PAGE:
Paint Shop Pro Vector Basics: Path Anatomy

Paint Shop Pro Vector Basics

Paint Shop Pro Vector Basics

When you draw with the Draw tool or lay down a shape with the Preset Shape tool in Create as vector mode, you make a vector path. Paint Shop Pro hides the real nuts and bolts of the vector path from you, so to really appreciate the power of vector graphics it's essential to have access to the raw vector elements. We can do this in PSP by going into node editing mode.

Simply selecting a vector object with the Vector Selection tool (single selections only, you can't node edit multiple vector selections), right-clicking, and choosing Node Edit from the drop down menu will get you there. (Alternatively, clicking Node Edit in the Selection Tool Options palette while an object is selected will accomplish the same thing). When an object is being node edited, its fill and stroke attributes disappear, leaving you with the vector essentials of the shape. Those essentials consist of the anchor points and the segments that join them. A single set of anchor points and segments is a contour and an individual vector object may consist of one or more contours and is called a path on the node editing level.

Segments can be either straight or curved, and anchor points or nodes, as they're called in PSP, define segment ends. Paint Shop Pro uses Bézier curves, a compact way of mathematically describing a curved segment, which is based on the location of the nodes that define the segment's ends and on direction lines that describe the angle and length of the curve, called curve handles.

Types of Nodes

Types of Nodes

A few cautions about Paint Shop Pro 7's node editing may be in order. In version 7 you need to select a path with the Object Selector the choose Node Edit from the Tool Options palette. Node editing puts you into a whole different environment in 7. While in node editing, no other PSP tools, palettes, scroll bars, or menus can be accessed. The very act of clicking outside the image window will kick you out of node editing. You can, scroll around an image by using the arrow keys, and zoom in and out using the numeric keypad + and - keys respectively.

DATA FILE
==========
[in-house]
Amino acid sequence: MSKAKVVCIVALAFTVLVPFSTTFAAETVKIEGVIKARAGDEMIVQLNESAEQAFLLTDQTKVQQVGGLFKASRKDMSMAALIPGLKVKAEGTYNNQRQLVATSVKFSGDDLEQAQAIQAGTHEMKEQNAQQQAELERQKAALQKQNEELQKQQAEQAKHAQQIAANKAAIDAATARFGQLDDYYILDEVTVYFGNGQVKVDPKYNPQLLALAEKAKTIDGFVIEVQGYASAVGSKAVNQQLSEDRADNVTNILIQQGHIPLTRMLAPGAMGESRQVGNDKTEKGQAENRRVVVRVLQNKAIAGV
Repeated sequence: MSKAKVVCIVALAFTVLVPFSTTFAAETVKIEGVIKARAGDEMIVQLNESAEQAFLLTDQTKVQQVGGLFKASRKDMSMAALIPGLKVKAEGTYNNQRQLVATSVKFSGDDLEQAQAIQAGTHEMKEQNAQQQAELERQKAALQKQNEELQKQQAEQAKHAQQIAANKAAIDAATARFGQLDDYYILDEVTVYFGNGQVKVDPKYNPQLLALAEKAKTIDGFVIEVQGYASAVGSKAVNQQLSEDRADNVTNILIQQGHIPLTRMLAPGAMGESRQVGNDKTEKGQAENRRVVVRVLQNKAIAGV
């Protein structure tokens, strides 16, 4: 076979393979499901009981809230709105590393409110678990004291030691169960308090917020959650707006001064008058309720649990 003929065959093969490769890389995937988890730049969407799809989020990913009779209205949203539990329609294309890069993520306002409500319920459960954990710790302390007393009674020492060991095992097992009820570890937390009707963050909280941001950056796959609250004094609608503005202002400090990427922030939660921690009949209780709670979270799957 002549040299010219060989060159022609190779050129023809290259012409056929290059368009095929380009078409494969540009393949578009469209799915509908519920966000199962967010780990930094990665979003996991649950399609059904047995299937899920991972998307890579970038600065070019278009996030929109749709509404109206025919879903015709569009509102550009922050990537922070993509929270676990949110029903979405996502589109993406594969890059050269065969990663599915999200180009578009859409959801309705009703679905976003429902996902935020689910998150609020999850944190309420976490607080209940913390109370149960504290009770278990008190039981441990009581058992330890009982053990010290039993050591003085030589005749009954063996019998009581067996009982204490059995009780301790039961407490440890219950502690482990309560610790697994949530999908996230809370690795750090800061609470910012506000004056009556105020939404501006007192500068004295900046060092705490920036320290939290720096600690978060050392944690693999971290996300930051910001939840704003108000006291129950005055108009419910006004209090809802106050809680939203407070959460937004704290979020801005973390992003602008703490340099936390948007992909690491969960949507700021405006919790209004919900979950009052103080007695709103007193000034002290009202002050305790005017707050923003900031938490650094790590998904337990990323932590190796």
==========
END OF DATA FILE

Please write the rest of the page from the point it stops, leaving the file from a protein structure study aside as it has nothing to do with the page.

In Paint Shop Pro 8 and 9 simply selecting the Pen tool in Edit mode will allow you to node edit. Scroll bars, menus and palettes can still be accessed.

Nodes come in two basic types, those with curves and those without curves. You can tell if a node has a curve or not by selecting it in node editing and checking if it has curve control handles. Selecting a node is just a matter of clicking on it. Once selected, a node turns black and its curve handles, if any, appear.

Node Editing Mode

Node Editing Mode

Once you turn on node editing, you can manipulate the various nodes and curve handles. A selected a node can be dragged and dropped anywhere on the canvas and, in fact, outside the canvas. Multiple nodes can be selected to be dragged in unison by either drag-selecting or selecting individual nodes while holding down the Shift key. Note that curve handles can't be addressed in multiple node selections.

You can adjust the curve handles in a similar fashion by dragging them in or out to shorten or lengthen them, or in a new direction to change the angle of the curve, or both. One end of the curve handle on a given node controls the portion of the segment on that side of the node, the other side of the segment is controlled by the end on the other side of the node.

Node with No Curves

Node with No Curves

Nodes come in different flavors. A node can have no curves, as our friend here...

Node with Curves on both Sides

Node with Curves on both Sides

Or it can have a curve on both sides...

Node with a Curve on One Side and a Line on the Other

Node with a Curve on One Side and a Line

Or it can have a curve on one side and a line on the other...

Exploring the Node Types in Paint Shop Pro